As an expat here in China, I don’t find much empathy for the parents considering the way they are handling things.

Maybe I’ll have a different view once my wife immigrates to the US. For someone that has never been out of China, doesn’t really like any other food other than Chinese and has no friends in America, I’m sure it’s going to be very difficult for her.

August 3, 2005 @ 10:13 pm | Comment

FORD = Found On Road Dead

August 3, 2005 @ 10:14 pm | Comment

Desperate Housewife in Chongqing

August 3, 2005 @ 11:06 pm | Comment

Gordon: your wife will be OK in the US. Don’t worry. There’s nothing wrong with enjoying Chinese food. Many of your future neighbours will want to exchange recipes with her.

August 3, 2005 @ 11:15 pm | Comment

wow, reading the comments I discover Jing expressing “mild contempt” and Gordon declaring an lack of empathy. no surprise there then!!

August 4, 2005 @ 12:18 am | Comment

as for the article, and assuming that whoever wrote it did a fair job and didn’t get carried away juxtaposing symbols of US consumer-indulgence with average chongqing spending patterns … it can only be good for the kid, give her a bit of backbone.

you know, I knew plenty of americans who did great in china. but I also came across loads who couldn’t hack being in a foreign country at all. they just didn’t get it.
far fewer Aussies or Brits or Europeans had this problem.
(and, as I said, plenty of Americans *didn’t* have such a problem — but a striking proportion of their countrymen and women did).

In fact, anecdotally, the only nation with a similarly high proportion of its population so averse to surviving in a foreign land … would be the chinese!
(similarity number 243)

August 4, 2005 @ 12:24 am | Comment

Why I Have No Contempt for American Expats in Chongqing

August 4, 2005 @ 12:42 am | Comment

In fact, anecdotally, the only nation with a similarly high proportion of its population so averse to surviving in a foreign land … would be the chinese!

There’s a difference between surviving in another country and integrating with it.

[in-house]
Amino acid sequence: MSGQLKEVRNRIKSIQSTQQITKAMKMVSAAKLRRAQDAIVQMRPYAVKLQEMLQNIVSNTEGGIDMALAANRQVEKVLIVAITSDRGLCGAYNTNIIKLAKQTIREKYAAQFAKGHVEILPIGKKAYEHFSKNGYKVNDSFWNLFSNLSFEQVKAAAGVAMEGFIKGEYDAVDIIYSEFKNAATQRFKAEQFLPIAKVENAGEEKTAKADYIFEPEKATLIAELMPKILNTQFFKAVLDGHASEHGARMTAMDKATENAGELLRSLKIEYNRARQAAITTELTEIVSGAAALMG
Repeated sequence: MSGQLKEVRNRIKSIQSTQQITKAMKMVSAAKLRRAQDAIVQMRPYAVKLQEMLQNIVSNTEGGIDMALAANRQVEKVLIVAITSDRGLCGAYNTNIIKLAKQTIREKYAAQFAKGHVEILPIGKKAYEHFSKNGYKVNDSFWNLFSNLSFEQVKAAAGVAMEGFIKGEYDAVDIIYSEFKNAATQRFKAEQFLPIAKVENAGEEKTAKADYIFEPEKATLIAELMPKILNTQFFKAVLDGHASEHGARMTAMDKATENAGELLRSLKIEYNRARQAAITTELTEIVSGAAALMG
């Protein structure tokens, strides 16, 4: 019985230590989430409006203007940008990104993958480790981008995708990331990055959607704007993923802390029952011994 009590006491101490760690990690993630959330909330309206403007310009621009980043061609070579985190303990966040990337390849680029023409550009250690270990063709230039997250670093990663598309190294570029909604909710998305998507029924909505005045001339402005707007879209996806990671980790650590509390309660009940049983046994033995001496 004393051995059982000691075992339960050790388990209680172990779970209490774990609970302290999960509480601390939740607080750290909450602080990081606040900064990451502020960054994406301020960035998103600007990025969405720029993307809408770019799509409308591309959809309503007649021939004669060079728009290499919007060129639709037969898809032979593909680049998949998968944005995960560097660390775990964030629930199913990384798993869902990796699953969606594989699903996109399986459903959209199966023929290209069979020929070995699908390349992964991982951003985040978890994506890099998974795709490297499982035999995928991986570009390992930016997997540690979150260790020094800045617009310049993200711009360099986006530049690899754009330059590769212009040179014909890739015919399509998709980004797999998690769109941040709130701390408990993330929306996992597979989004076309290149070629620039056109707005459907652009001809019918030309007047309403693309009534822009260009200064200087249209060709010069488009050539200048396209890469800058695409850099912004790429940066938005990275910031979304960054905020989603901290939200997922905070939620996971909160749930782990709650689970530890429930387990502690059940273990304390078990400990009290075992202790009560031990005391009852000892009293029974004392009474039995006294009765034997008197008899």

I think more expats would get along and enjoy life in China if they could speak the language. That’s the main barrier.

August 4, 2005 @ 12:43 am | Comment

Way more obstacles to getting along and enjoying life in China than just speaking the language.

August 4, 2005 @ 12:52 am | Comment

Sure there are, but those obstacles are compounded when you can’t speak the language.

August 4, 2005 @ 12:55 am | Comment

Why Empathize With the American Expats in Chongqing

August 4, 2005 @ 1:17 am | Comment

Dang, I was going to blog this one too…but never mind…

I guess I sympathize, and yet I don’t…it sort of boils down to, “learn Chinese, dammit!”

It reminds me of the American Embassy wife I meant waayyyy back in ’79, who was fixated on making these special peanut chocolate chip peanut butter cookies, only there were no chocolate chips and only whole peanuts, and she went through this whole shell-shocked description of how she made these special chocolate chip cookies, freezing her ass off on the balcony smashing up chocolate bars and shelling peanuts. It was hilarious on one level but obviously this woman was desperately grasping on to this personal culinary touchstone…

I don’t think the immigrant experience is quite the same in reverse. I mean, Chinese people who come to Southern California can plug themselves into an entire immigrant community that has all of the familiar comforts of home. You can’t do that if you are a Westerner in many parts of China. I guess that’s why I find Beijing an easy place to be – hey, they have Starbucks! What more do I need?